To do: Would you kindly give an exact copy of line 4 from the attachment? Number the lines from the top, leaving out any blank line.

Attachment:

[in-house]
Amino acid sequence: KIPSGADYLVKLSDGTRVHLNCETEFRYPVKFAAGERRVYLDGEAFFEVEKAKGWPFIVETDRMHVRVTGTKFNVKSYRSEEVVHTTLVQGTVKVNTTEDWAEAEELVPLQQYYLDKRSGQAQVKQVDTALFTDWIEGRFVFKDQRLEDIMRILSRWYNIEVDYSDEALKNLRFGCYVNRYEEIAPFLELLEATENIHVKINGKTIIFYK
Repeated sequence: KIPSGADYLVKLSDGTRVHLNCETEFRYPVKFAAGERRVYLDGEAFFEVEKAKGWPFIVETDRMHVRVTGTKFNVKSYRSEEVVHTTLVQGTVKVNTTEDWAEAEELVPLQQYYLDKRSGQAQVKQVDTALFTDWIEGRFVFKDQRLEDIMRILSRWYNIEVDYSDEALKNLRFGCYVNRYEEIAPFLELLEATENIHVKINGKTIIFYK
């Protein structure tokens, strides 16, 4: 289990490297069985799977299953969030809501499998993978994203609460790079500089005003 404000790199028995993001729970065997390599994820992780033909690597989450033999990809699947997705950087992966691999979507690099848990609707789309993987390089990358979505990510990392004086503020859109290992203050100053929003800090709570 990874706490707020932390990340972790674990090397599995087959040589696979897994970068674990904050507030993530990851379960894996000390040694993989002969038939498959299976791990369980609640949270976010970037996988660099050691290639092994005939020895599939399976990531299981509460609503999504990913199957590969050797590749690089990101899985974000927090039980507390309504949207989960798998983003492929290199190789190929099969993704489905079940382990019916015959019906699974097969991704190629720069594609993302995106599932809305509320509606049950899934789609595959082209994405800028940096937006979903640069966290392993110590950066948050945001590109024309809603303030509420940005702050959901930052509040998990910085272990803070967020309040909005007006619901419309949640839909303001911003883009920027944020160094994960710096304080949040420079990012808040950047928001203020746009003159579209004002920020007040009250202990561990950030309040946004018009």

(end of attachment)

């Protein structure tokens, strides 16, 4: 289990490297069985799977299953969030809501499998993978994203609460790079500089005003 404000790199028995993001729970065997390599994820992780033909690597989450033999990809699947997705950087992966691999979507690099848990609707789309993987390089990358979505990510990392004086503020859109290992203050100053929003800090709570 990874706490707020932390990340972790674990090397599995087959040589696979897994970068674990904050507030993530990851379960894996000390040694993989002969038939498959299976791990369980609640949270976010970037996988660099050691290639092994005939020895599939399976990531299981509460609503999504990913199957590969050797590749690089990101899985974000927090039980507390309504949207989960798998983003492929290199190789190929099969993704489905079940382990019916015959019906699974097969991704190629720069594609993302995106599932809305509320509606049950899934789609595959082209994405800028940096937006979903640069966290392993110590950066948050945001590109024309809603303030509420940005702050959901930052509040998990910085272990803070967020309040909005007006619901419309949640839909303001911003883009920027944020160094994960710096304080949040420079990012808040950047928001203020746009003159579209004002920020007040009250202990561990950030309040946004018009």